This is the 21st century. A Town Board meeting is not the place to ask permission of the community to initiate drastic changes to a town. Few people have the time to put their busy life on hold in order to sit through a meeting where they feel little power to change anything anyways. But it’s much easier to enact controversial change without truly getting the opinion of the people. A board meeting gives them an excuse for their actions without fear of their decisions being challenged by the entire community. Conveniently, by the time word spreads and the true nature of what the change means reaches the masses, it’s already too late to stop it.
I hope to be proven wrong, but the only thing that seems clear from the vague diagrams and plans is money. Vision requires risk, but it also doesn’t jump out on a limb with nothing to catch it if it falls. Housing. More Housing. Development. More development…with no place to hold it all. It doesn’t take a genius to see that this town wasn’t built to be a major traffic center. State Road 267 is pushing its limits as it is. But more development means more revenue and tax dollars, which means more cash flow. So who cares about the long-term consequences…
Here’s a thought: How about we fix the current problems before we add more? How about we come up with real strategies and real solutions to deal with our current issues…like how the hell are you going to build this type of development in an area that is bumper to bumper traffic everyday as it is? How about we stop wasting tax payer money on things that are a complete waste of resources and are only for show? How about finding a good solution to where our children are going to play baseball before you tear down the field? Better yet, HOW ABOUT YOU HAVE A SOUND PLAN BEFORE YOU START CONSTRUCTION?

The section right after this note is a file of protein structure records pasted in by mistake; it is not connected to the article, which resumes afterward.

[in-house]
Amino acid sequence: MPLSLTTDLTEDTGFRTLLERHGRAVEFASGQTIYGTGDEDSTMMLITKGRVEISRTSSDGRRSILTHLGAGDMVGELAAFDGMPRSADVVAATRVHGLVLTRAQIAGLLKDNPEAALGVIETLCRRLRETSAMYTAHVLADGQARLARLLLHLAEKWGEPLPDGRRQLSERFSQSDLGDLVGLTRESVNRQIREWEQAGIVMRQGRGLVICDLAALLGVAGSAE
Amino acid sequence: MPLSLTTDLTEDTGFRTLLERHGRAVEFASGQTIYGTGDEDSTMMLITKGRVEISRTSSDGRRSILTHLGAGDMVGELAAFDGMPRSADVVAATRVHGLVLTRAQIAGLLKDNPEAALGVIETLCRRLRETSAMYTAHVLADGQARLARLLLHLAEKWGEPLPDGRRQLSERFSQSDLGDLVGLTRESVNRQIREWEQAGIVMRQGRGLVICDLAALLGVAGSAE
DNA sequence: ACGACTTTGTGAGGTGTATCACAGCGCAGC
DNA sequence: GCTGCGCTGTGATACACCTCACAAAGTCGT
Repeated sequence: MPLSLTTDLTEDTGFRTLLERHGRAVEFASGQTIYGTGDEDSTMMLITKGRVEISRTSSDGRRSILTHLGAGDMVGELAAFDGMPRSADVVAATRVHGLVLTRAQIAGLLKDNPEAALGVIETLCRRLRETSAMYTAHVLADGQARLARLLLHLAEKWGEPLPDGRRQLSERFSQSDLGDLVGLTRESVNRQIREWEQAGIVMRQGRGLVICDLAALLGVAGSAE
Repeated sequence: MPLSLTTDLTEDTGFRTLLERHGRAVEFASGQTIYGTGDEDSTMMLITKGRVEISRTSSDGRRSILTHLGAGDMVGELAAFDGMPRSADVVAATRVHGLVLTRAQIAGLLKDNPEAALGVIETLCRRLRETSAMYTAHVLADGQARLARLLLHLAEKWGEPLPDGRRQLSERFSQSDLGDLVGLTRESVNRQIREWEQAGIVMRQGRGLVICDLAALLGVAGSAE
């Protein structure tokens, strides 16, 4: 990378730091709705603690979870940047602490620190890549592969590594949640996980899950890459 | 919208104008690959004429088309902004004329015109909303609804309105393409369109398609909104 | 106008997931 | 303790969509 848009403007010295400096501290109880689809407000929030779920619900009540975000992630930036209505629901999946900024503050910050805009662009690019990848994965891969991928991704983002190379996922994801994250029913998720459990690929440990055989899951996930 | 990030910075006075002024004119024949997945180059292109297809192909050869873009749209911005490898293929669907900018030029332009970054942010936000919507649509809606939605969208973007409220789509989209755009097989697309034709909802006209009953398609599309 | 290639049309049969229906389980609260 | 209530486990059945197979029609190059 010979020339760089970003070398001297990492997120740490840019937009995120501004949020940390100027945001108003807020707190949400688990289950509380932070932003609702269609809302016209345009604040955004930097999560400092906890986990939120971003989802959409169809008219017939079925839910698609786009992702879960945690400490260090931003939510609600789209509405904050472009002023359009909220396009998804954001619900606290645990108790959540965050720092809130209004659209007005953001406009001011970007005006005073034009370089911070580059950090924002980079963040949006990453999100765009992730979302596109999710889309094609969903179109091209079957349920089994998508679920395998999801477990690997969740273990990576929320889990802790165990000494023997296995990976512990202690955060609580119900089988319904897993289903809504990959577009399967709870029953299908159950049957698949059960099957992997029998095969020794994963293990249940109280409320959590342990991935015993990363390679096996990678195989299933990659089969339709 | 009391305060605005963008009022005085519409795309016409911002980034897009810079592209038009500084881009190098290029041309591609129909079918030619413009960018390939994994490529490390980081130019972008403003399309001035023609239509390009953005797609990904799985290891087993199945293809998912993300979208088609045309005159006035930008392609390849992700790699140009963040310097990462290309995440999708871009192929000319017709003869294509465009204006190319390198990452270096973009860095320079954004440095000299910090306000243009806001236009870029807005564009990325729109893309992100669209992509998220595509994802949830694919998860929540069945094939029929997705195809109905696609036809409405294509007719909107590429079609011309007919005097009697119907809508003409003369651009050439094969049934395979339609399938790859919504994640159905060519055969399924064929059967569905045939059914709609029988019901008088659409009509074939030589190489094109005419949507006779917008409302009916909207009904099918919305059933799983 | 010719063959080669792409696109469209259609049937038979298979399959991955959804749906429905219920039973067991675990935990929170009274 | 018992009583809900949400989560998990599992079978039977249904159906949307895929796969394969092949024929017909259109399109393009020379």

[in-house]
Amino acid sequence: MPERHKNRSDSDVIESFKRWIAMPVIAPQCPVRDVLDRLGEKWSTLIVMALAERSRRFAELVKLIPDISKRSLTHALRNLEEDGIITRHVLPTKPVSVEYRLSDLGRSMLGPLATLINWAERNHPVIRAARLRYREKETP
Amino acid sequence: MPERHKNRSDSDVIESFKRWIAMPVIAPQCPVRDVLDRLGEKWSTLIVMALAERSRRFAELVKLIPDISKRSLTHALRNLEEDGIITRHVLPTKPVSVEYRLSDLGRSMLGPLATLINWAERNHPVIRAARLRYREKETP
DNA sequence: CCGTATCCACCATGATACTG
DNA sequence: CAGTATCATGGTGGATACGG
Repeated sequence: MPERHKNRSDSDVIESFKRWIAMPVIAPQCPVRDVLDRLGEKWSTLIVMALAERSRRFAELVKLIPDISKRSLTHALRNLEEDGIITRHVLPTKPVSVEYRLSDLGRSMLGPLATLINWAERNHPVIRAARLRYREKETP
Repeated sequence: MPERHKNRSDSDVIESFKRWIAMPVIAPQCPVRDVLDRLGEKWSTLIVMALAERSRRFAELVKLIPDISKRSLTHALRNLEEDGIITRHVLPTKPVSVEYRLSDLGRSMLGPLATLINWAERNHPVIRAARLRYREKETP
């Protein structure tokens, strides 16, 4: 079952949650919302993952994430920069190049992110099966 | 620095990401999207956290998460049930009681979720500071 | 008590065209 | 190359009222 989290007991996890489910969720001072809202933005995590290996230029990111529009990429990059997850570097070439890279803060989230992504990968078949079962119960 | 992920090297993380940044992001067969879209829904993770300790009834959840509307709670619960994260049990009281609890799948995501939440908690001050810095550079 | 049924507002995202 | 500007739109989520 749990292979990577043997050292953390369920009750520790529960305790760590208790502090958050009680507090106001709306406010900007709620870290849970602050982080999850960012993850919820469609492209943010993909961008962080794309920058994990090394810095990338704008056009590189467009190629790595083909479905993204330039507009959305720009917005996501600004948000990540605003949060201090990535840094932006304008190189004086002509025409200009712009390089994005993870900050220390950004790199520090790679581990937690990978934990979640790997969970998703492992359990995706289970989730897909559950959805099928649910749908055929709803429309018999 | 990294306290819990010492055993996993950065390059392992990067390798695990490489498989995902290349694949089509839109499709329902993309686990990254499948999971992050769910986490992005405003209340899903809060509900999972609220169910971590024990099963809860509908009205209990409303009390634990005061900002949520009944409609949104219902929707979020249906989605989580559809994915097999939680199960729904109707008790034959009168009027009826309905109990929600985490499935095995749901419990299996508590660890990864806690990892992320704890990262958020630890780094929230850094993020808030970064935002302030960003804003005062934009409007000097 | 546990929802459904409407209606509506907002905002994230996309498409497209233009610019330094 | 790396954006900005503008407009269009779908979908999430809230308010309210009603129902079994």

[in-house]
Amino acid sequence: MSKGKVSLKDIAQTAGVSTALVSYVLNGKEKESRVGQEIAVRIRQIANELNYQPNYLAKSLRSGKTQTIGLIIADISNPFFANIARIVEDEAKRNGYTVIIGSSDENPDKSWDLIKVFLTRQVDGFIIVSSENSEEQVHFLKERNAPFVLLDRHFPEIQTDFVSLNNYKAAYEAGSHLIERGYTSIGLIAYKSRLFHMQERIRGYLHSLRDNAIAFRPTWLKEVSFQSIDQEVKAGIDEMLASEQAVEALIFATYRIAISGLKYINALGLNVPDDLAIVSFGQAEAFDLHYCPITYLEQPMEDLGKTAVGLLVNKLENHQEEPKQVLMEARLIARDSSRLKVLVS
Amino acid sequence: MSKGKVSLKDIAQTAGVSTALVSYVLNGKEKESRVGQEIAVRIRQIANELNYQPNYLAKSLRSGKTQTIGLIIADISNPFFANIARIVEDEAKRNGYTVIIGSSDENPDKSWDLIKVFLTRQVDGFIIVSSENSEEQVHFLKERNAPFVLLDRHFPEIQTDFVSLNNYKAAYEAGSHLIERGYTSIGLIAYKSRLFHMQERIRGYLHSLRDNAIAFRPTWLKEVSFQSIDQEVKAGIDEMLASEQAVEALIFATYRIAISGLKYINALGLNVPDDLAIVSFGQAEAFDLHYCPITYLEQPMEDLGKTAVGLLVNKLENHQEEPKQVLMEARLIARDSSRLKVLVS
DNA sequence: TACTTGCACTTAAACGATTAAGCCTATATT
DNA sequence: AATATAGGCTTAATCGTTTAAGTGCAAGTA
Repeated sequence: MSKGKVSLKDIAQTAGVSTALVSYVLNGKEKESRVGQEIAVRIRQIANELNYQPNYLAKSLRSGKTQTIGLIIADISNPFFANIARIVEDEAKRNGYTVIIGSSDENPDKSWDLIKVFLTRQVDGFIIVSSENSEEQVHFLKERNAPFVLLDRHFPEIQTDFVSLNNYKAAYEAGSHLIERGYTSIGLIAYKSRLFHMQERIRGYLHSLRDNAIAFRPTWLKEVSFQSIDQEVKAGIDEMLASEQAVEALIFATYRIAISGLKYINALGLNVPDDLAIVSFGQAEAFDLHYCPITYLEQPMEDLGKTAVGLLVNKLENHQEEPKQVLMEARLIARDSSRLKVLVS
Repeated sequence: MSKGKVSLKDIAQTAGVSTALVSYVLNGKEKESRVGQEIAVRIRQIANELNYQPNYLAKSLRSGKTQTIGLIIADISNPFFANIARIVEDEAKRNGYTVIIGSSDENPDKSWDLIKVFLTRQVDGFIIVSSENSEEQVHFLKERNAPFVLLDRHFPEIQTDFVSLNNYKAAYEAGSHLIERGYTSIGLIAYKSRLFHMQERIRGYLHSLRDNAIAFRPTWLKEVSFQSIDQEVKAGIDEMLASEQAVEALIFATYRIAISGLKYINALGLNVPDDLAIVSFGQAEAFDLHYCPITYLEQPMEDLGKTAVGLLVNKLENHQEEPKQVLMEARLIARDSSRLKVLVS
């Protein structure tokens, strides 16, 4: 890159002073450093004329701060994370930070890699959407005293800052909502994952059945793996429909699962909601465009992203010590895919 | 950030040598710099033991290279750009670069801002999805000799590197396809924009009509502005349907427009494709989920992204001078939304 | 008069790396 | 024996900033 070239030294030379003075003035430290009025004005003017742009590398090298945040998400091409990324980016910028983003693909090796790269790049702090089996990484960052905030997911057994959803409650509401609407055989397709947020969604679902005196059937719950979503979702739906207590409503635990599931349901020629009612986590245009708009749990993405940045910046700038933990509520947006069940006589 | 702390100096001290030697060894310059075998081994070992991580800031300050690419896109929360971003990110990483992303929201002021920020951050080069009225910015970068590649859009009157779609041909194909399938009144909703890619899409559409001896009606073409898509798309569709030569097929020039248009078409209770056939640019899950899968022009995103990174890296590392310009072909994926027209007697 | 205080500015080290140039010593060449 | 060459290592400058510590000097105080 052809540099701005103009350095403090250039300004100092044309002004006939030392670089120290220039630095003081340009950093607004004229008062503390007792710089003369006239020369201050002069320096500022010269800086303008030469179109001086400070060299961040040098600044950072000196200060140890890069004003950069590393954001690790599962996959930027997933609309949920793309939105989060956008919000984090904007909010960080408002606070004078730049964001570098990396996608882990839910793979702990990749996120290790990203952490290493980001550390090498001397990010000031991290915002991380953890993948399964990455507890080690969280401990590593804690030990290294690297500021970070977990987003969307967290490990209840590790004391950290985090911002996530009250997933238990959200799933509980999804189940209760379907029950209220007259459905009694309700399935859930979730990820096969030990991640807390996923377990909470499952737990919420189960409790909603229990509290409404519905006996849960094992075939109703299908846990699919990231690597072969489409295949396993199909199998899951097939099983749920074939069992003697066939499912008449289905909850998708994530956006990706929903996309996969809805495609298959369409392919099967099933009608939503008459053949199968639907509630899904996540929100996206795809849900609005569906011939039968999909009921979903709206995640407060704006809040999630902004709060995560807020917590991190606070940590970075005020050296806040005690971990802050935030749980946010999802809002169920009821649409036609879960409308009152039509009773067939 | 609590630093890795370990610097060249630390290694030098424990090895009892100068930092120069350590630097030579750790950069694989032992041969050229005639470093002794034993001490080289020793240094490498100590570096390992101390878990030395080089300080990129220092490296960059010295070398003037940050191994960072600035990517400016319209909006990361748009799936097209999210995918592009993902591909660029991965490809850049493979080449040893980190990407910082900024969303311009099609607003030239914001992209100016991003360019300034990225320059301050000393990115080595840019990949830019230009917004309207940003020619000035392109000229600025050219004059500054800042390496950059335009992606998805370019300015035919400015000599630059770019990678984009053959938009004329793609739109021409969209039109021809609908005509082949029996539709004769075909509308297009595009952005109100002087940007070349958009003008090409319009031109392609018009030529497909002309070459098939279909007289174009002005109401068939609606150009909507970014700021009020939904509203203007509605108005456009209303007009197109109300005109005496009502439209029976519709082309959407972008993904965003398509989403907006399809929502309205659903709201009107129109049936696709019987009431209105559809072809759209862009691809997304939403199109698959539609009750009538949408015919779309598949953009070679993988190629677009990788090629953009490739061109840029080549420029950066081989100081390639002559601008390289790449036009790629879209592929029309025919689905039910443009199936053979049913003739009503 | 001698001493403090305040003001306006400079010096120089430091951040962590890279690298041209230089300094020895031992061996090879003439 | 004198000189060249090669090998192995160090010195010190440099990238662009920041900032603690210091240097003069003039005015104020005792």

The town of Brownsburg vaguely even resembles the place I grew up. There have been some improvements, but at a high cost. Too often I’ve seen long-term consequences ignored for the sake of short-term gains. When you let the flood gates down and let anyone and everyone move in a town without first determining whether it is realistically capable of handling that capacity and growth, you have a serious flaw in leadership.
As of 2016, the U.S. Census Bureau cites that Brownsburg had 25,408 residents compared to 16,960 residents in Avon. Wow…and you wonder why we have traffic problems. US 36 is able to handle Avon’s numbers; 267 is not able to handle ours. And never will be. That is unless you knock down the entire town and rebuild it, which seems like what they’d have it mind given the opportunity.
Time and time again, you see lack of vision and lack of leadership. I have a hard time believing the people elected to serve us are this incompetent and lack any insight on future consequences. I sure hope so, because the only alternative is that they are knowingly putting aside our interests for money and more income from tax dollars.
I wish I was only sad to see a historical place in the town go, but I’m not. I’m angry and left with a bitter taste in my mouth. The Brownsburg Little League baseball diamonds are just another bead on a long string of decisions made by this town that all share a consistent theme – short-term gains for long-term pains.
Change must always precede progress. But change without respect and honor for principle and history isn’t progress.; it’s chaos. Without a firm foundation to build upon, change has nowhere to stand.
-Written by Justin Farley, member of the 1999 Brownsburg Little League All-Star Team and 1999 Little League Baseball World Series Finalist